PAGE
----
The loss of clean water sources in Indonesia has a wide range of adverse impacts, including particular impacts on women. ECOTON has worked extensively in Lakardowo, where many people have been forced to purchase water for drinking and cooking. Only some can afford to buy gallons of water for bathing. The continued use of contaminated water for bathing has caused severe itching and skin problems for many people in the community, for women especially. For some, the problem is so bad they are forced to seek treatment. Other longer-term impacts of water pollutants may become more evident over time, after years of exposure. Mercury, for example, is a highly toxic heavy metal that can eventually cause kidney problems, headaches, bleeding gums, tumors and vision problems.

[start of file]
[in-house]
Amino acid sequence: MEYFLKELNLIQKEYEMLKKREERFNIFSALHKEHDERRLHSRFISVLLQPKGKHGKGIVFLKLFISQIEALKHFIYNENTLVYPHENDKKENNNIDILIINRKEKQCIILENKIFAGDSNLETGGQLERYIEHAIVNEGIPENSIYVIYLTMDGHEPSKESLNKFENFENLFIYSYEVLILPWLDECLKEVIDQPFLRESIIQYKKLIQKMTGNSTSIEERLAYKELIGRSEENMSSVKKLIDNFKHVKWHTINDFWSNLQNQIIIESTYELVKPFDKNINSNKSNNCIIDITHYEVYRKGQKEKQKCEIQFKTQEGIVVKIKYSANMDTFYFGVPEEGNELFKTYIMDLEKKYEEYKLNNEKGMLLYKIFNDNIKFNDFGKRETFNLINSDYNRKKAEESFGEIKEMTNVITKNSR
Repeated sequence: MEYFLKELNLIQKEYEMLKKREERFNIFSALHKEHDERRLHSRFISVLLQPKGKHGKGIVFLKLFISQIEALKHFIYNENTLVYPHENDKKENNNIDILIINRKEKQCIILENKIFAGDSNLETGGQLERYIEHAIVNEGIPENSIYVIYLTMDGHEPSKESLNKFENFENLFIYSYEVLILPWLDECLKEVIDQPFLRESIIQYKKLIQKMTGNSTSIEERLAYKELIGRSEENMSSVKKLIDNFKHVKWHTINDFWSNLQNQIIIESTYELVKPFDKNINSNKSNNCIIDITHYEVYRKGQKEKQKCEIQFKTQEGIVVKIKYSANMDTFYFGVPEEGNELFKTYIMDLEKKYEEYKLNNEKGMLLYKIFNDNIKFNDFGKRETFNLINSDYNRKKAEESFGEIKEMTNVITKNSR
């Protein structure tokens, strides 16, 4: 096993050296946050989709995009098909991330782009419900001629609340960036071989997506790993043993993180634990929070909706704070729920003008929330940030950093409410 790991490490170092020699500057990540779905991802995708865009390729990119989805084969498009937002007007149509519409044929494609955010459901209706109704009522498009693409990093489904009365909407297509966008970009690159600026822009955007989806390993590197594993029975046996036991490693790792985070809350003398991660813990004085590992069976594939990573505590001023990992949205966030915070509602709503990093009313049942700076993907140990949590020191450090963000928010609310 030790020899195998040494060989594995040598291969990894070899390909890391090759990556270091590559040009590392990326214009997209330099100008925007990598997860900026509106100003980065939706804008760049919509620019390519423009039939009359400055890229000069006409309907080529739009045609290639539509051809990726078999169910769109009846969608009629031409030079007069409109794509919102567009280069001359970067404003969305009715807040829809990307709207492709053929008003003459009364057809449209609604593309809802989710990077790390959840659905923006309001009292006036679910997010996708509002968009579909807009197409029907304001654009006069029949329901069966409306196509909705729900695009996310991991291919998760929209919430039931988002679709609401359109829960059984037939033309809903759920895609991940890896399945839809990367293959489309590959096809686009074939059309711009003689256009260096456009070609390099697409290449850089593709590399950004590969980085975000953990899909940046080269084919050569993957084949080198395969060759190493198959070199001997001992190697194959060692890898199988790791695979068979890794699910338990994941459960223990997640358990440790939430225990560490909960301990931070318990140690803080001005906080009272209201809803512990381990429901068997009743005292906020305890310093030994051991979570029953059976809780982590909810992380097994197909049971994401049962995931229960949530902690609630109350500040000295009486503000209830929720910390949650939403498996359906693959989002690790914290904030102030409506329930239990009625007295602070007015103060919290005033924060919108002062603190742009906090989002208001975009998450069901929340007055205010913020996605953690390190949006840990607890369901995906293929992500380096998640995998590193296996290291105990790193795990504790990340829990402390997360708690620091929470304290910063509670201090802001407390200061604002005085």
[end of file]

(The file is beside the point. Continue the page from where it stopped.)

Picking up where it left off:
Women are especially vulnerable to these problems, as they are more involved with the domestic work in the household, including managing water. Women have more direct and prolonged contact with water, and thus more exposure time to pollutants. Women are also more susceptible to pollutants than men because they have more fat/lipid tissue, which stores toxins. Pollutants can also impede fetal growth and development during pregnancy. Adverse health impacts on babies and children can mean greater demands on time, energy and financial resources from women who in many cases, are caring for them.

Lakardowo Women, the Water Experts